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WATER WOES: Who feels it knows


TONI YARDE, [email protected]

WATER WOES: Who feels it knows

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Who feels it knows . . . Lord help me sustain these blows. – Buju Banton (1995)

A FEW ELDERLY PEOPLE walking slowly in the scorching sun with bottles of water; scores of families trekking up a steep, long hill with containers of water in hand; a man pushing a wheelbarrow of buckets filled with water; a line of cars parked by a standpipe; a line of cars parked outside the nearby pavilion.

No, these are not scenes from a movie I recently watched; this is reality. This is what I have witnessed in my neighbourhood in the two weeks we have been without water.

As I write this, all parts of my body are hurting. My back, triceps, biceps, quadriceps and all other “ceps” are hurting as I move around. I am tired mentally and physically . . . . The struggle is real and the plight of a waterless household is taking its toll. For the past 13 days, I have been hunting, catching and lifting water like crazy. I have to go up and down the long stairs that lead to my home.

We have had no running water since Sunday, September 25.

A garbage bag filled with bottles has become a permanent fixture. Like a handbag, each time I leave home I leave with a bag of bottles to be filled at work or wherever I venture. Saturday night – thanks to my neice Samiann Harper – I drove to St Lucy to get water from the standpipe in front of the Daryll Jordan School. When I got home it was mucky. I could use it only for the toilet. So I had to go out again in search of clear water. My usual source would have been up the hill in French Village by my bestie Ava Mounter, but hers was off too.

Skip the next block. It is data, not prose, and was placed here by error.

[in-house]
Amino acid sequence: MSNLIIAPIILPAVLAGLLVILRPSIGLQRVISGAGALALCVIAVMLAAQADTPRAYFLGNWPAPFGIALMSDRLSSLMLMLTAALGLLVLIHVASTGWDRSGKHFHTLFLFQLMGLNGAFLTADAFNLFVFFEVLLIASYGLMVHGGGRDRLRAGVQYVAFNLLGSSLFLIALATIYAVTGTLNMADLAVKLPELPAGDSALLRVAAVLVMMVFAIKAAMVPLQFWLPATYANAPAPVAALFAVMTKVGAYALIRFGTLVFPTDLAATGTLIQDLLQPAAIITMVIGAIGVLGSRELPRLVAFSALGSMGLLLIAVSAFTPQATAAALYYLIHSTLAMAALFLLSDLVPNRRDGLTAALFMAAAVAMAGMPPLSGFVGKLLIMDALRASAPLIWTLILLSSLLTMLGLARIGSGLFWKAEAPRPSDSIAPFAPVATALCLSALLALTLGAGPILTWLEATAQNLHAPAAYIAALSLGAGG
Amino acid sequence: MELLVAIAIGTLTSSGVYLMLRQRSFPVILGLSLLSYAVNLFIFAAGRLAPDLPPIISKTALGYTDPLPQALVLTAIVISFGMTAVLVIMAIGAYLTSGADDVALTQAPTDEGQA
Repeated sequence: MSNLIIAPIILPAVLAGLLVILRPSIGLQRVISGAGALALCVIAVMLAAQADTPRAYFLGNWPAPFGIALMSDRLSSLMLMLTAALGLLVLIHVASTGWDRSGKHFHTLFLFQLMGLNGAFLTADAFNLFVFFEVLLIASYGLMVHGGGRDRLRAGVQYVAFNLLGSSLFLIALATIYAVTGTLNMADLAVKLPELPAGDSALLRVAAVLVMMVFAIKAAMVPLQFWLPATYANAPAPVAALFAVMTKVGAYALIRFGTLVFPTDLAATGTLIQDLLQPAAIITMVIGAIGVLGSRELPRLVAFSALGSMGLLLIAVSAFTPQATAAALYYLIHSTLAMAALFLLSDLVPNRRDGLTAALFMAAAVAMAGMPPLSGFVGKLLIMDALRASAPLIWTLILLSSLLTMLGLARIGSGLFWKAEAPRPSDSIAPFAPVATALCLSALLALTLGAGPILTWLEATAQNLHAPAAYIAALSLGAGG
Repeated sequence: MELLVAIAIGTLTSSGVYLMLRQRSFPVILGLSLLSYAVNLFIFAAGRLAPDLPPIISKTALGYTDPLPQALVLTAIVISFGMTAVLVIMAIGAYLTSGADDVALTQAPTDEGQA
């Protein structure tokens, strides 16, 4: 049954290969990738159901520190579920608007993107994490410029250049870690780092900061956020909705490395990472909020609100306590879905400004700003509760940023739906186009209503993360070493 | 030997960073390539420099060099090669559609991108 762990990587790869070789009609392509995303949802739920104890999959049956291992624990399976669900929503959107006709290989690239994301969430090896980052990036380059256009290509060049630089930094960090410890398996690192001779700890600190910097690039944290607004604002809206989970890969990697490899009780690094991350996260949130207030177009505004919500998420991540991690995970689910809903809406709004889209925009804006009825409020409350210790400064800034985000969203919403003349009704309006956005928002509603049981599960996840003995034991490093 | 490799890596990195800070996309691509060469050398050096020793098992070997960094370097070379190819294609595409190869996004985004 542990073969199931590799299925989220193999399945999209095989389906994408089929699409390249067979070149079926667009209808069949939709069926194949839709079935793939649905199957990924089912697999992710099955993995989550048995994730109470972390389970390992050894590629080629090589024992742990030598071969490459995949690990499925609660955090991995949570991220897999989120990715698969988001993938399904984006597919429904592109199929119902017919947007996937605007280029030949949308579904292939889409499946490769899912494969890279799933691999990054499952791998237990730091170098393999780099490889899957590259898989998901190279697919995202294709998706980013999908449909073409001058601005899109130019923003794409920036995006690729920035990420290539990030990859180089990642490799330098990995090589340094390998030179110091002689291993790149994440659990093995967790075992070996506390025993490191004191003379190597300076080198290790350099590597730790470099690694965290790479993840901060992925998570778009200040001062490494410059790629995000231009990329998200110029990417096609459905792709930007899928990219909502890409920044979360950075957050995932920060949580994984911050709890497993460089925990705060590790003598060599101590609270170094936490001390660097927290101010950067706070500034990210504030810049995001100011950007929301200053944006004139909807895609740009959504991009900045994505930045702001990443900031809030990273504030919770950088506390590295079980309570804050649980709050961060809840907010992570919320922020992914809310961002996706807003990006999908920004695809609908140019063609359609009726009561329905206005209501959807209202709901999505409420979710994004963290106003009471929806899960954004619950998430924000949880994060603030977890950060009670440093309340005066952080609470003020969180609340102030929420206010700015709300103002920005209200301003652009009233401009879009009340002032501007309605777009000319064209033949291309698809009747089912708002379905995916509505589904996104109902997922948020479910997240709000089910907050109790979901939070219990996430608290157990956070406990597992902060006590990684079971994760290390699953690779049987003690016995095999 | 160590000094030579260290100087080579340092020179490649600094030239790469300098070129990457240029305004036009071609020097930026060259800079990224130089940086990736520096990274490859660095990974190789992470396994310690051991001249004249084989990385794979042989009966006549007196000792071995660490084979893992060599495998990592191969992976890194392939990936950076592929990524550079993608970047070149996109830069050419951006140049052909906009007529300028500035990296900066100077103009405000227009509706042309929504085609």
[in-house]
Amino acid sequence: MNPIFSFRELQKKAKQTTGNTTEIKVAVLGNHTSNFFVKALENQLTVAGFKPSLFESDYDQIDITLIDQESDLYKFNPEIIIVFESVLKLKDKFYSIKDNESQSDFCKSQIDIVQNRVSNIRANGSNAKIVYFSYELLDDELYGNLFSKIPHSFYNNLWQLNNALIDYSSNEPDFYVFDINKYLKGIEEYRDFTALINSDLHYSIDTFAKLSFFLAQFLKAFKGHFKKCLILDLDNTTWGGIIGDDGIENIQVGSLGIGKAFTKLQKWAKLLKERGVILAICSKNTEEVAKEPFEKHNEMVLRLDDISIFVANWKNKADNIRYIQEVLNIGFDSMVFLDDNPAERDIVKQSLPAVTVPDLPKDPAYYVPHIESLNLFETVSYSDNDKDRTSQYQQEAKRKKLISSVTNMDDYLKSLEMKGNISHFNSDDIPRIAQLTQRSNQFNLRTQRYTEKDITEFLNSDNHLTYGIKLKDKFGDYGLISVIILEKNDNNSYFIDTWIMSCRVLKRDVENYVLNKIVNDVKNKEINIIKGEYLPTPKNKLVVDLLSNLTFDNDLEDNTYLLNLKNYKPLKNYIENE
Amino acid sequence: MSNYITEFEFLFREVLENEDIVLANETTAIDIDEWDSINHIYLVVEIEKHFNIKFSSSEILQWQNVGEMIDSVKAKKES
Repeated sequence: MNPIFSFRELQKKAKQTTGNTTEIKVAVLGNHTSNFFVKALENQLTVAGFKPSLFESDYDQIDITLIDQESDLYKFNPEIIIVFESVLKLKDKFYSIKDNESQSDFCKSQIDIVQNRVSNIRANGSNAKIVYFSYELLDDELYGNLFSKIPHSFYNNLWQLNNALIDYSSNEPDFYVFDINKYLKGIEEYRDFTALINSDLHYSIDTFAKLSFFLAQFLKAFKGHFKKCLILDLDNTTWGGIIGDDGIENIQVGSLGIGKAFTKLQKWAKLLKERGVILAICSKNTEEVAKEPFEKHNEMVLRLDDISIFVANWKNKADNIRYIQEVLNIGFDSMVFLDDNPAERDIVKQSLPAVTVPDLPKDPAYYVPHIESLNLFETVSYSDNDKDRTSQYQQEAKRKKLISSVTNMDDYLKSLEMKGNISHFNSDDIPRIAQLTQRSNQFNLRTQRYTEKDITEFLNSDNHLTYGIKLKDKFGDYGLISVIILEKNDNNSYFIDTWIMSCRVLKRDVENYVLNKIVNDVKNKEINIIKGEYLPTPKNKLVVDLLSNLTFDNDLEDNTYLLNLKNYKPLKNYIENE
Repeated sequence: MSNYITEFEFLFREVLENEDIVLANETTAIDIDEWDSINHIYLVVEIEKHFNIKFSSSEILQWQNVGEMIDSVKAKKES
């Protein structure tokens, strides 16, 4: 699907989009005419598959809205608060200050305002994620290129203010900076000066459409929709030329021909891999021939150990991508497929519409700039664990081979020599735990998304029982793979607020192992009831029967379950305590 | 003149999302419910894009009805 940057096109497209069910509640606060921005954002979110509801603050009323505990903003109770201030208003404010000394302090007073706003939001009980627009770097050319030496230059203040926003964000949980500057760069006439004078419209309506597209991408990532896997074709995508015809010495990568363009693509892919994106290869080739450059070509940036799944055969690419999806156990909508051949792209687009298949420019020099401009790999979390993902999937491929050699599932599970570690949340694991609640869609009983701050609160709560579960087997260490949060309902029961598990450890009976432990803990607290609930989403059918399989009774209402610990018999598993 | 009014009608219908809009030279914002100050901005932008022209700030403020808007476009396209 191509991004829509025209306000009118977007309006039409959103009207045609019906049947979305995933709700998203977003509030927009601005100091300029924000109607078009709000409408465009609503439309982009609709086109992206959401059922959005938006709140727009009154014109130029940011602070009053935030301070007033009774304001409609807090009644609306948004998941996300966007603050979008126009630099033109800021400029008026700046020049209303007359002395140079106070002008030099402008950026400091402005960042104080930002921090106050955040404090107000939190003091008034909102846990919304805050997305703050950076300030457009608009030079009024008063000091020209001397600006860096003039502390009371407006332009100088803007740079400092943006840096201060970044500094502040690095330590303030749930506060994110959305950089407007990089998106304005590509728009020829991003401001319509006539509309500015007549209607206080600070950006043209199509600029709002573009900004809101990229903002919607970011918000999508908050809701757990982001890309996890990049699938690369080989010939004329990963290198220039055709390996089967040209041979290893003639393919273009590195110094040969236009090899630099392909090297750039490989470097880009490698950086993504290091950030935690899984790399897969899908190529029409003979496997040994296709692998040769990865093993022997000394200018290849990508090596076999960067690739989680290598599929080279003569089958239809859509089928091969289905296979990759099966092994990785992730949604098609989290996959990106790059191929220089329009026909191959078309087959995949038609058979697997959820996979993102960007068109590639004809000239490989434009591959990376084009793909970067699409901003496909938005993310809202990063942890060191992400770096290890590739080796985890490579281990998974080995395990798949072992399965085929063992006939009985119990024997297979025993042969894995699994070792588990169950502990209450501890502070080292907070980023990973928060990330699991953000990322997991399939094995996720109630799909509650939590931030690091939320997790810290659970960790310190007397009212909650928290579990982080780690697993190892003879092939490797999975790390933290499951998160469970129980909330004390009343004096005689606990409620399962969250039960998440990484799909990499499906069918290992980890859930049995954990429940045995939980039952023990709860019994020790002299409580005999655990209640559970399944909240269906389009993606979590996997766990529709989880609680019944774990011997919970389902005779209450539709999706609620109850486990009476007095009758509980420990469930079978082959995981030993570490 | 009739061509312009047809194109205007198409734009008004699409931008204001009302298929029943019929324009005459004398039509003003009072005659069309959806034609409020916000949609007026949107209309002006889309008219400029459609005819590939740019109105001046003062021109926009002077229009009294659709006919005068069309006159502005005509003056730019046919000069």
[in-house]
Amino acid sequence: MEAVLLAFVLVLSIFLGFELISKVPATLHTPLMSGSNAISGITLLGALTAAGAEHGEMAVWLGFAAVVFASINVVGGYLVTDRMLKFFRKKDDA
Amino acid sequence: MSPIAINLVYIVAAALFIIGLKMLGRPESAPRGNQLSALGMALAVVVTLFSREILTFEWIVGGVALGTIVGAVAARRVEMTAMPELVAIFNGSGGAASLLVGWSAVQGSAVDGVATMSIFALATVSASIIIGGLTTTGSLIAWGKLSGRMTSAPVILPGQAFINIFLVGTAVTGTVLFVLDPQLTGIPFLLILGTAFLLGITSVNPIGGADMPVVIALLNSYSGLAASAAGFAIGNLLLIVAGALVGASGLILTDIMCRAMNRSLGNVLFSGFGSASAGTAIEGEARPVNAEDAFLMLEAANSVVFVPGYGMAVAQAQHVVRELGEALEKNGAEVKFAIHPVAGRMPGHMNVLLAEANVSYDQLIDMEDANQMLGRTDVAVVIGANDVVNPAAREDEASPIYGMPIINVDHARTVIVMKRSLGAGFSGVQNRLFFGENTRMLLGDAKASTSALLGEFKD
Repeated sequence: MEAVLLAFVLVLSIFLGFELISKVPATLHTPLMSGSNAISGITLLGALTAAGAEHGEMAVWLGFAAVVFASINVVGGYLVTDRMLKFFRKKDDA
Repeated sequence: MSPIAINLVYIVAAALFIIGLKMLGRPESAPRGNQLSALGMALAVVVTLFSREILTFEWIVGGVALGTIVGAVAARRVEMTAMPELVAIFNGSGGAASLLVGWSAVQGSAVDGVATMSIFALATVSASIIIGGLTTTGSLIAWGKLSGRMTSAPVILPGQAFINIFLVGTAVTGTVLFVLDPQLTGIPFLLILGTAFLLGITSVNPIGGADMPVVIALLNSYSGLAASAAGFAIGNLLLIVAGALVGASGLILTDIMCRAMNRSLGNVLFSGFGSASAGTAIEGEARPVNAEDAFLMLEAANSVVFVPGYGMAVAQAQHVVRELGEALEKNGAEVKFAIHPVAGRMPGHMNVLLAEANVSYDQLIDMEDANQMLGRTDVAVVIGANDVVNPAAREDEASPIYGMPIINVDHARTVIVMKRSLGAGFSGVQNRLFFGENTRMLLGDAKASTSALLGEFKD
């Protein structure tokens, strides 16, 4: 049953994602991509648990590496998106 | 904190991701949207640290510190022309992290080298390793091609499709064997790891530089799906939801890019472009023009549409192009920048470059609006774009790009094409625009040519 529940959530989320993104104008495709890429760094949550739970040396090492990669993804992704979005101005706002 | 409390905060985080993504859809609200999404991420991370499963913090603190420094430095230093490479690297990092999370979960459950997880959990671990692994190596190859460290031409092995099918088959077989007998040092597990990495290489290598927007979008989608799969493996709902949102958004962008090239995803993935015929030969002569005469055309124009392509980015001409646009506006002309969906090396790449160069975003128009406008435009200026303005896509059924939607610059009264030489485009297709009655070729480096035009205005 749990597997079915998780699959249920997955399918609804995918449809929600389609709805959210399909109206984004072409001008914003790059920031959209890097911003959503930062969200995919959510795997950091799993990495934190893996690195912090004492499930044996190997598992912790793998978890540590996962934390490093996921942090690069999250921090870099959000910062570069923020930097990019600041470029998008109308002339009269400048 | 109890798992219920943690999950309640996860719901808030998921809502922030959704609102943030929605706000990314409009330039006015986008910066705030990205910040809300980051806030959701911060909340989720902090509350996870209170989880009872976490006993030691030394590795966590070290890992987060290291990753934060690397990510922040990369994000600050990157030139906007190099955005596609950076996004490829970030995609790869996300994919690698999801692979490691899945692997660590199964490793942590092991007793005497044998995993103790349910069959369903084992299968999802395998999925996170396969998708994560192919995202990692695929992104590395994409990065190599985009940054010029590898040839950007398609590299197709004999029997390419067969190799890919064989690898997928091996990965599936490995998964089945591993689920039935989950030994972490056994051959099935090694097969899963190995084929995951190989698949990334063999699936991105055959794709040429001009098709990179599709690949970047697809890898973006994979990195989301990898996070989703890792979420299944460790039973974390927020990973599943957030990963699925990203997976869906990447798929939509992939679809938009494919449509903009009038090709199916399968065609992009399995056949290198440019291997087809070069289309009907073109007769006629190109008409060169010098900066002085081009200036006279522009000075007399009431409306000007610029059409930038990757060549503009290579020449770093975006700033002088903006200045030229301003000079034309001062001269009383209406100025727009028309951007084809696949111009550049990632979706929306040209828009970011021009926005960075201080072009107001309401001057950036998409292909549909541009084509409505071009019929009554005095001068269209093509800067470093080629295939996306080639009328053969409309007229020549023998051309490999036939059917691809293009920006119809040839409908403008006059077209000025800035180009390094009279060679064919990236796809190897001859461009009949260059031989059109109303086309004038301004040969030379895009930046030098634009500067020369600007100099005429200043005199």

My daughter Toriann is also tired. She said, “Mummy, how much more of this do we gotta endure?” On Sunday morning she met an old lady who came from Rose Hill to the pavilion pipe. She could hardly walk, according to Toriann. They started to talk. The woman has no one and had to walk through the boiling sun with a bucket on her head and bottles in her hand. 

After telling the story Tori said: “Mum this is how it was in the ole time days? Man that mean Gran had it hard yuh . . . .”

There were nights when the people of Brevitor Hall North got water in the wee hours of the morning for a brief period. Not so for me. My workmate and friend Kendy Graham messaged: “Yarde, check your tap.” I did and there was nothing.

My neighbour Kathy-Ann Mullin and I joke and say we are the forgotten ones. We realised that to be true when our friend and neighbour Kay Craigg – who lives on the opposite side of the road – was fortunate to get some water for a brief period in the wee hours of Tuesday morning.

She woke up to find her toilet tank full and outdoor water tank with water in it. Kathy messaged me 3:33 a.m. Thursday morning to say hers was barely on and to check mine. Again no such luck, so that makes me the forgotten ONE.